After treatment, participants will be invited to two follow-up appointments with the researcher (6 and 12 months after they join the study). They will also receive a questionnaire in the post 2 years after joining the study which we will ask them to complete and return to the BOOST Trial Team.

Intervention type



Drug names

Primary outcome measures

Functional Disability is measured using the Oswestry Disability Index at baseline, 6, 12, 24 months.

Secondary outcome measures

1. Back pain and leg symptoms is measured using the Swiss Spinal Stenosis Questionnaire (symptom subscale) at baseline, 6, 12 and 24 months
2. Physical activity is measured using Rapid Assessment Disuse Index (modified) at baseline, 6, 12 and 24 months
3. Mobility is measured using a 6 minute walk test and short physical performance battery at baseline 6, 12 and 24 months
4. Frailty, fatigue and sleep is measured using the Tilberg Frailty Index at baseline, 6, 12 and 24 months
5. Falls and falls related injuries are measured using self-report at baseline, 6, 12 and 24 months, and Short Physical Performance Battery (SPPB) at baseline.
6. Disability and health related quality of life is measured using the EQ5D-5L at baseline, 6, 12 and 24 months
7. Perceived change is measured using the Global rating of perceived change scale at 6, 12 and 24 months
8. Self-efficacy is measured using Self-efficacy recovery and maintenance related to performing home exercises and
Single item from the Modified Gait Self-Efficacy Scale at baseline, 6, 12 and 24 months and the Exercise self-efficacy scale (short version) at baseline.
9. Fear avoidance is measured using the Fear avoidance beliefs questionnaire at baseline,6, 12 and 24 months
10. Habit is measured using Index of habit (short version) at 6, 12 and 24 months
11. Satisfaction with attempts to increase physical activity is measured using 5 point scale questionnaire at 6, 12 months
12. Satisfaction with treatment is measured using 5 point scale questionnaire at 6, 12 months
13. Adherence to home exercise programme is measured through self-reporting at 6, 12 months
14. Sagittal alignment of the spine is measured using occiput to wall measure at baseline,6, 12 months and MRI scan parameters at baseline.
15. Health resource use and treatment costs is measured using self-report and structured interview at 6, 12 months.
16. Other pain measured by Nordic pain questionnaire at baseline and 24 months.

Overall trial start date


Overall trial end date


Reason abandoned


Participant inclusion criteria

1. Aged 65 years and over
2. Registered with a primary care practice
3. Living in the community, including sheltered or supported housing
4. Willing and able to give informed consent for participation in the trial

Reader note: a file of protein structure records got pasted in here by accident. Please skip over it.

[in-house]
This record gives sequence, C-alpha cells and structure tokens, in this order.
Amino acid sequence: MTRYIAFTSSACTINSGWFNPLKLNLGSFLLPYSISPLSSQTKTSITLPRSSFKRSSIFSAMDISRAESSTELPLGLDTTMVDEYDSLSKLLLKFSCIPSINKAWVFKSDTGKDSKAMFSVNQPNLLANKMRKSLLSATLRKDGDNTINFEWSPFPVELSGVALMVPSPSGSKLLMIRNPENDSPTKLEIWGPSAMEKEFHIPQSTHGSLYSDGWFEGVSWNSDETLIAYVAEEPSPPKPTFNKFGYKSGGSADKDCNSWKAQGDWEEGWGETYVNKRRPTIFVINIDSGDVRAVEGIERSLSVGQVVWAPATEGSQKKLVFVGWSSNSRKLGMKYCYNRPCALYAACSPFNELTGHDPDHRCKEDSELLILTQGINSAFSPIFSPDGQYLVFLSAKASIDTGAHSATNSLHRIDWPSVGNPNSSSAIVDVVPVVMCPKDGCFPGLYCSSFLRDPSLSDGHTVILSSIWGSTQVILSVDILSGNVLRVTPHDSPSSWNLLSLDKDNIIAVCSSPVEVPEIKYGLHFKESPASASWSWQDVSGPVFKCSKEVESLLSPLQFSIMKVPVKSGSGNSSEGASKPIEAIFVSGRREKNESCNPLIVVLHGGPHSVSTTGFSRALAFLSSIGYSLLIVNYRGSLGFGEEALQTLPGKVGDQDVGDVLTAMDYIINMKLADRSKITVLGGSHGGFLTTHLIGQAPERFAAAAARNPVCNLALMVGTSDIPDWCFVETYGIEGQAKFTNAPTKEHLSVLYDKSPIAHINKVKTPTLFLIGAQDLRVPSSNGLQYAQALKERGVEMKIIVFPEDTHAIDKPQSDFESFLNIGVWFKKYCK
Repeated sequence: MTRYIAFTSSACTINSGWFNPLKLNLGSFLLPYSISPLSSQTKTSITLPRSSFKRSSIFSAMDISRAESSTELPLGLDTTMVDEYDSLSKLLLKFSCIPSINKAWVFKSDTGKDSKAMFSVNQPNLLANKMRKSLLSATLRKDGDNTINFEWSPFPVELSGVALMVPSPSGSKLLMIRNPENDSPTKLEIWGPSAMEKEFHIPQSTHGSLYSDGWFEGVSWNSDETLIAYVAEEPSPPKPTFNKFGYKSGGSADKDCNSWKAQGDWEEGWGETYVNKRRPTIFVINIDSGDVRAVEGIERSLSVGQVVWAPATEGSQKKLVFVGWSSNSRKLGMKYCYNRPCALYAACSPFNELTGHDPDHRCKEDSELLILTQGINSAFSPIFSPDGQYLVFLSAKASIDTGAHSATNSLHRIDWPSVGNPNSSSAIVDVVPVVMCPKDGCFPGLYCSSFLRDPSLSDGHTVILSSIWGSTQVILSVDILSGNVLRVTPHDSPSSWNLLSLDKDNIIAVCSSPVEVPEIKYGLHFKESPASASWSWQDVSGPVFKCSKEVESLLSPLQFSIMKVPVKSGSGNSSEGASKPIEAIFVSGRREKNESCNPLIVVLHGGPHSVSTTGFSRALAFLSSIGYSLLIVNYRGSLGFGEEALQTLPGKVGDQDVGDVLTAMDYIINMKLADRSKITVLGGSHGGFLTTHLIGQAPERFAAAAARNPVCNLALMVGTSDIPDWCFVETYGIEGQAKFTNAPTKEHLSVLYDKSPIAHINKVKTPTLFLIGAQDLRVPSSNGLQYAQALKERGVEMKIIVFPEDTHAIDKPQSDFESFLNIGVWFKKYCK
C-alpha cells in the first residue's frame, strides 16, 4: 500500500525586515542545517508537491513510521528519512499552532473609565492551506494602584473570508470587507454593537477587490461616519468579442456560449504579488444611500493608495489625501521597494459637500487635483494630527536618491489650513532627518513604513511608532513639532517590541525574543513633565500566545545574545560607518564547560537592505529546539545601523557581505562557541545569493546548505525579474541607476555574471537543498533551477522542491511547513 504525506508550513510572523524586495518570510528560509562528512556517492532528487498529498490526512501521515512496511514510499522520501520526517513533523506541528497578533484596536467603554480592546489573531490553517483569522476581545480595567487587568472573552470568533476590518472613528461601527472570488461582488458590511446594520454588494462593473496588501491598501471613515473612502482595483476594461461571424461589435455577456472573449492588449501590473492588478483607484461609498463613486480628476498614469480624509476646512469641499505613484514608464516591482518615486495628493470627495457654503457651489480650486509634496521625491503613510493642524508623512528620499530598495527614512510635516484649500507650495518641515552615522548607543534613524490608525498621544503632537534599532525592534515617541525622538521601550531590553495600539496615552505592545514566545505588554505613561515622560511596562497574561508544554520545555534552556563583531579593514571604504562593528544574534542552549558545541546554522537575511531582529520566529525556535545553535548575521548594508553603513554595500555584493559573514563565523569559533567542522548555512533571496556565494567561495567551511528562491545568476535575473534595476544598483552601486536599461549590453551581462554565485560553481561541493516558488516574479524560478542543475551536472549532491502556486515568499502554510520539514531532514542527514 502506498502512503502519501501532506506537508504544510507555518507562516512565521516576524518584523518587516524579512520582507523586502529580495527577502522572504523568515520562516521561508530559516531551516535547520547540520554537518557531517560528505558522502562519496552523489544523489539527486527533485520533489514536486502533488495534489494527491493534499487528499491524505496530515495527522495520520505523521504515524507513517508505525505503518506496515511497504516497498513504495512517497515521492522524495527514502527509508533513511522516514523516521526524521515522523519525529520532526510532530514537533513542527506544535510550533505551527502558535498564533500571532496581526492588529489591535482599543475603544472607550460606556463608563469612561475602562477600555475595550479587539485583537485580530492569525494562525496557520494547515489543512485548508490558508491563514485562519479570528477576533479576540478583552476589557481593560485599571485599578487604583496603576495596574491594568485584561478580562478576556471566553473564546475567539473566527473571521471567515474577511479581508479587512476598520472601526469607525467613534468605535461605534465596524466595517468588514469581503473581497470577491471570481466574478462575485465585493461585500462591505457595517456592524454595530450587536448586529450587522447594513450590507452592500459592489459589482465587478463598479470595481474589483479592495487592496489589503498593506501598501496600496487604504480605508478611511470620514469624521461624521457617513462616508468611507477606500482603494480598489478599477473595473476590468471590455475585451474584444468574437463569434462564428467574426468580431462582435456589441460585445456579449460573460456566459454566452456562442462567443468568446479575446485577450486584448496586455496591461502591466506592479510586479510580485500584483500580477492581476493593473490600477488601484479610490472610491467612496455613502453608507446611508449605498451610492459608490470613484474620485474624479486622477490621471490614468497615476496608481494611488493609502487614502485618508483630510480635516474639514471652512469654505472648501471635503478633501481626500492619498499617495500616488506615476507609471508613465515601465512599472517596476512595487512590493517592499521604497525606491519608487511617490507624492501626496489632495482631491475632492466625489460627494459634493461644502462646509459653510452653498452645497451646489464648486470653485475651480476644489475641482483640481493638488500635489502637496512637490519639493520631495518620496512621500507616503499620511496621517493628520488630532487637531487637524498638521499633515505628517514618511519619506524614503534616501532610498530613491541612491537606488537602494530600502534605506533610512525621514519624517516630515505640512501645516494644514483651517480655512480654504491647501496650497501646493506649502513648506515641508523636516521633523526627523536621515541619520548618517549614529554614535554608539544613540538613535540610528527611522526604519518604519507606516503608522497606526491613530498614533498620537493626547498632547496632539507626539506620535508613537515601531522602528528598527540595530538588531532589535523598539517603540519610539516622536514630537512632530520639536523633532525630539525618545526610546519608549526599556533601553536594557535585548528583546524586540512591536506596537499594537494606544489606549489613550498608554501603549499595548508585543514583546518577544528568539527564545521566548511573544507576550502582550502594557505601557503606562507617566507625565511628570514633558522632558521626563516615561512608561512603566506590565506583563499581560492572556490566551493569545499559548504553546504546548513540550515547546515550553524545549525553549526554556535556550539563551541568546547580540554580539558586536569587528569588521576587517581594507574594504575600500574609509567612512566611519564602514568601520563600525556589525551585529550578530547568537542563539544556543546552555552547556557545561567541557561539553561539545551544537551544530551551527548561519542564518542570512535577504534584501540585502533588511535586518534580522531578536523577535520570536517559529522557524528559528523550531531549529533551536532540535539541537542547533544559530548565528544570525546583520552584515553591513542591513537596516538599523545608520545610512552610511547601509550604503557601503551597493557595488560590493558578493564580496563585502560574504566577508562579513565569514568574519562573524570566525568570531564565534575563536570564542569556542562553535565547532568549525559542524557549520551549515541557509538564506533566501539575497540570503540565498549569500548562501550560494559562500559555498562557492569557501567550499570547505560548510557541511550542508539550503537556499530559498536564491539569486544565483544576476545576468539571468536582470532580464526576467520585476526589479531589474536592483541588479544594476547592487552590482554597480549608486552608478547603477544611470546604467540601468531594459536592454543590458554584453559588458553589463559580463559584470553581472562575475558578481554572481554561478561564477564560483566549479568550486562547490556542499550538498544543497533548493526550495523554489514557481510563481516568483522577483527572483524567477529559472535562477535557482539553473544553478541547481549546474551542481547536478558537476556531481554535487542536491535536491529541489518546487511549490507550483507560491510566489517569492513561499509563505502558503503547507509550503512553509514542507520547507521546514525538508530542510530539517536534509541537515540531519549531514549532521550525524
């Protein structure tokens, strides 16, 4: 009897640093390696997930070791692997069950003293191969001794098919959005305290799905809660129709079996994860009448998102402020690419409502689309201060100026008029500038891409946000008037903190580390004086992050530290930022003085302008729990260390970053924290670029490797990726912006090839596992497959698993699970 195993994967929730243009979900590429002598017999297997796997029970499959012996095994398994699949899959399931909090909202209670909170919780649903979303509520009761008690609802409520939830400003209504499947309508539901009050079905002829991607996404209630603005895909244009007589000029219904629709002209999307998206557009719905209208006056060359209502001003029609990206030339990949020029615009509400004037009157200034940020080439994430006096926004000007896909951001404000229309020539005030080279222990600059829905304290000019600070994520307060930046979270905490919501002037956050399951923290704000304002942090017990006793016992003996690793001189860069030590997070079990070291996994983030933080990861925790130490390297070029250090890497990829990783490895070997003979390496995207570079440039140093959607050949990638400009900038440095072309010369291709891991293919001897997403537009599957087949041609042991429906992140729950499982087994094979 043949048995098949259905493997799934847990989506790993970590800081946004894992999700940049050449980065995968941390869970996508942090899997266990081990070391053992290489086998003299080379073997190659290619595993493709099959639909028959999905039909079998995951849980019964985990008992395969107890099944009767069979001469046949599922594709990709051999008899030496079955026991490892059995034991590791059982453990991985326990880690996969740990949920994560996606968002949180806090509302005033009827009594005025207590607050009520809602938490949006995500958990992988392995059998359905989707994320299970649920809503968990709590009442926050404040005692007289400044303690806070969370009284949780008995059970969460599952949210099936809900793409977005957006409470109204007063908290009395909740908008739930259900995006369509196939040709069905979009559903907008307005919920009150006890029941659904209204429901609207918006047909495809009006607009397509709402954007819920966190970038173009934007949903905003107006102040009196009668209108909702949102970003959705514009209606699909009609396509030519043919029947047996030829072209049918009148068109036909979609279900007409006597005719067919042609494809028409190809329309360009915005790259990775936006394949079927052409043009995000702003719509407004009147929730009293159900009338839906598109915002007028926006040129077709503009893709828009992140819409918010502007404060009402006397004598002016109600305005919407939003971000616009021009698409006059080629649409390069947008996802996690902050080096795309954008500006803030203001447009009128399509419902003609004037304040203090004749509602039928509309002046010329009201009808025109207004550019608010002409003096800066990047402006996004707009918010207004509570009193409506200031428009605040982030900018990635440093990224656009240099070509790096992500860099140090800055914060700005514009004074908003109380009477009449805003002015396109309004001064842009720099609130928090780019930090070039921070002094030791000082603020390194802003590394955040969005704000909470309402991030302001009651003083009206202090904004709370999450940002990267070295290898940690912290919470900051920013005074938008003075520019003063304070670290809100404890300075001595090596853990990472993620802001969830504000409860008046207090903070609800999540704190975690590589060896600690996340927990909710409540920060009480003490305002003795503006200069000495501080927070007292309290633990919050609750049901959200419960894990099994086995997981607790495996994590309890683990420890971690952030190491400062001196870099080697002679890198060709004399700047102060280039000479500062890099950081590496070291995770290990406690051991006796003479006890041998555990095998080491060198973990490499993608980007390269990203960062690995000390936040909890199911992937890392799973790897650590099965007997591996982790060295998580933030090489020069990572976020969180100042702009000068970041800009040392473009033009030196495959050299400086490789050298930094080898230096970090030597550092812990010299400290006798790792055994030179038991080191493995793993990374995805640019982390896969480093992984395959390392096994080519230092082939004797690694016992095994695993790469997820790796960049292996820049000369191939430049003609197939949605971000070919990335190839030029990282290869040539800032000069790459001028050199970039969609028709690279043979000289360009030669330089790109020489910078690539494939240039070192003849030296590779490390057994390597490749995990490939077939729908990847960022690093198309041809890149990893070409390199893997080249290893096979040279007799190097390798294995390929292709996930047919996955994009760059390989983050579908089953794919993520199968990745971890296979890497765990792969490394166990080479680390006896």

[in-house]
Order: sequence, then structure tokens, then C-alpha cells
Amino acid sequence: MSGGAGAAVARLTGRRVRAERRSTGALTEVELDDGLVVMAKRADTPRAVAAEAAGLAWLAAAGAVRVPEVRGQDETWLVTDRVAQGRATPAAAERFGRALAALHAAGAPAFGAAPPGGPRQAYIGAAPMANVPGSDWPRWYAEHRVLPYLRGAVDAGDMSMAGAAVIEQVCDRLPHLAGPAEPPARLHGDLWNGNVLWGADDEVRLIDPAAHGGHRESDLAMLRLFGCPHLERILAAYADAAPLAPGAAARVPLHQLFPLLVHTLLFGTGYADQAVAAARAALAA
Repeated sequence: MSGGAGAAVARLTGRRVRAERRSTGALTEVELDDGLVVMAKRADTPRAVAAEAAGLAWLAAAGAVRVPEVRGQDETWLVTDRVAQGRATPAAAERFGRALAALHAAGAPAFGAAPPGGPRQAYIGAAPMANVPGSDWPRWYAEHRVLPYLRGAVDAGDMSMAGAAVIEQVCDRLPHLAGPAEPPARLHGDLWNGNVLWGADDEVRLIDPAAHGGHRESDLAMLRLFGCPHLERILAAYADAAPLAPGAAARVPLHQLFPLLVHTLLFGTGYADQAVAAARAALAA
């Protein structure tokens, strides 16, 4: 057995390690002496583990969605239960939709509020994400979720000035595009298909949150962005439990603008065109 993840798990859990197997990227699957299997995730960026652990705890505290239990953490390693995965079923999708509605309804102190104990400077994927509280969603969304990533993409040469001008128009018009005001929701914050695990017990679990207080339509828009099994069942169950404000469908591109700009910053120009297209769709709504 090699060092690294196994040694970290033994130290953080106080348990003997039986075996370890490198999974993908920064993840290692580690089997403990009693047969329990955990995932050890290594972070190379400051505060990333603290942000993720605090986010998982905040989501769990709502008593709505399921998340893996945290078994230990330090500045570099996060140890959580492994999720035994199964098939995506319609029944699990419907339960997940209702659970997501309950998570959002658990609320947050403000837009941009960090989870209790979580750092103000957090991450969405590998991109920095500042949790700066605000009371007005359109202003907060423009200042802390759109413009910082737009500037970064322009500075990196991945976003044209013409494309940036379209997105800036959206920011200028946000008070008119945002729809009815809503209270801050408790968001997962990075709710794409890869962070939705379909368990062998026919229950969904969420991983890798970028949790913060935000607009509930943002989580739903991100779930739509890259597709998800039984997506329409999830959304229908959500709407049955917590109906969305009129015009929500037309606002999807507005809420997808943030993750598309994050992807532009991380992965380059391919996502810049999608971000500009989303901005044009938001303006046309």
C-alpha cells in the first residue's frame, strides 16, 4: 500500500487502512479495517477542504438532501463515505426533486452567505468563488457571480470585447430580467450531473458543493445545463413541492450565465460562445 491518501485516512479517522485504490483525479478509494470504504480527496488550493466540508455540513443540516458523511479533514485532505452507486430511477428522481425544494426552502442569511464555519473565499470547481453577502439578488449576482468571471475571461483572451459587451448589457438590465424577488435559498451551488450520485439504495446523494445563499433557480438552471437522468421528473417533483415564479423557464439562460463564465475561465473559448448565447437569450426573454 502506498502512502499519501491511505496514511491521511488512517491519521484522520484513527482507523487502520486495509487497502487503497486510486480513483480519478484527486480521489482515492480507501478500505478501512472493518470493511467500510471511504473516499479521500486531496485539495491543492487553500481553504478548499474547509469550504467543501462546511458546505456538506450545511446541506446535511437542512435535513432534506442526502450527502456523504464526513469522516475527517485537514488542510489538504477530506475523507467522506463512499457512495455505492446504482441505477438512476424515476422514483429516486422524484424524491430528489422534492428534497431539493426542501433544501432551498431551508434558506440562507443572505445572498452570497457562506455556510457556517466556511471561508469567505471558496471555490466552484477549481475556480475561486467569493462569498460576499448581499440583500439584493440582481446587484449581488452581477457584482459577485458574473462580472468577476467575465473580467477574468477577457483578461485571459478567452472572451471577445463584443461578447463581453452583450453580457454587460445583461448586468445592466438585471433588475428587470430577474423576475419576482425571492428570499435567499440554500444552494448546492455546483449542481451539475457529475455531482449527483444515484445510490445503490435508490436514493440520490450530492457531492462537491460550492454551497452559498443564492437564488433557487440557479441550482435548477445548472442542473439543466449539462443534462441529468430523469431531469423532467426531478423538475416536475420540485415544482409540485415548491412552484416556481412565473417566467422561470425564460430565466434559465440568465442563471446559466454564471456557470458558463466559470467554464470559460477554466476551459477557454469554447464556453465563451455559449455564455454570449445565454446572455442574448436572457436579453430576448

5. Reports symptoms consistent with neurogenic claudication

Participant type


Age group




Target number of participants

A minimum of 402 participants will be recruited into the RCT.

Participant exclusion criteria

1. Living in a residential care or nursing home
2. Has a terminal condition with a life expectancy of less than 6 months
3. Any substantial health or social concern that, in the opinion of the patient’s general practitioner, would place the patient at increased risk or inability to participate including known inability to provide informed consent e.g. Dementia
4. Unable to walk 3 meters without the help of another person
5. On a surgical waiting list
6. Presents with cauda equina syndrome or signs of serious pathology requiring immediate referral for investigations
7. Cognitive impairment (defined as an Abbreviated Mental Test score of 6 or less)
8. Registered blind
9. Unable to follow verbal instructions which would make participation in the exercise group impractical including severe hearing impairment not corrected by a hearing aid or inability to follow simple safety instructions (eg English comprehension)

Recruitment start date


Recruitment end date



Countries of recruitment

United Kingdom

Trial participating centre

The Royal Orthopaedic Hospital
Royal Orthopaedic Hospital NHS Foundation Trust Bristol Road South Northfield
B31 2AP
United Kingdom

Trial participating centre

Nuffield Orthopaedic Centre
Oxford University Hospitals NHS Foundation Trust Windmill Road
United Kingdom

Sponsor information


Oxford University Hospitals NHS Foundation Trust

Sponsor details

Joint Research Office
Block 60
Churchill Hospital
Old Road
United Kingdom

Sponsor type

Hospital/treatment centre



Funder type


Funder name

National Institute for Health Research

Alternative name(s)


Funding Body Type

government organisation

Funding Body Subtype

Federal/National Government


United Kingdom

Results and Publications

Publication and dissemination plan

The results of the trial will be reported first to trial collaborators. The main report will be drafted by the research team and subject to external peer review prior to publication. The trial will be reported in accordance with the Consolidated Standards of Reporting Trials (CONSORT) guidelines. Findings from the research will be disseminated at conferences and via a dedicated website. A summary of the study outcomes will also be available to study participants on relevant websites and directly circulated by way of study newsletters.

Intention to publish date


Participant level data

To be made available at a later date

Results - basic reporting

Publication summary

Publication citations

Additional files

Editorial Notes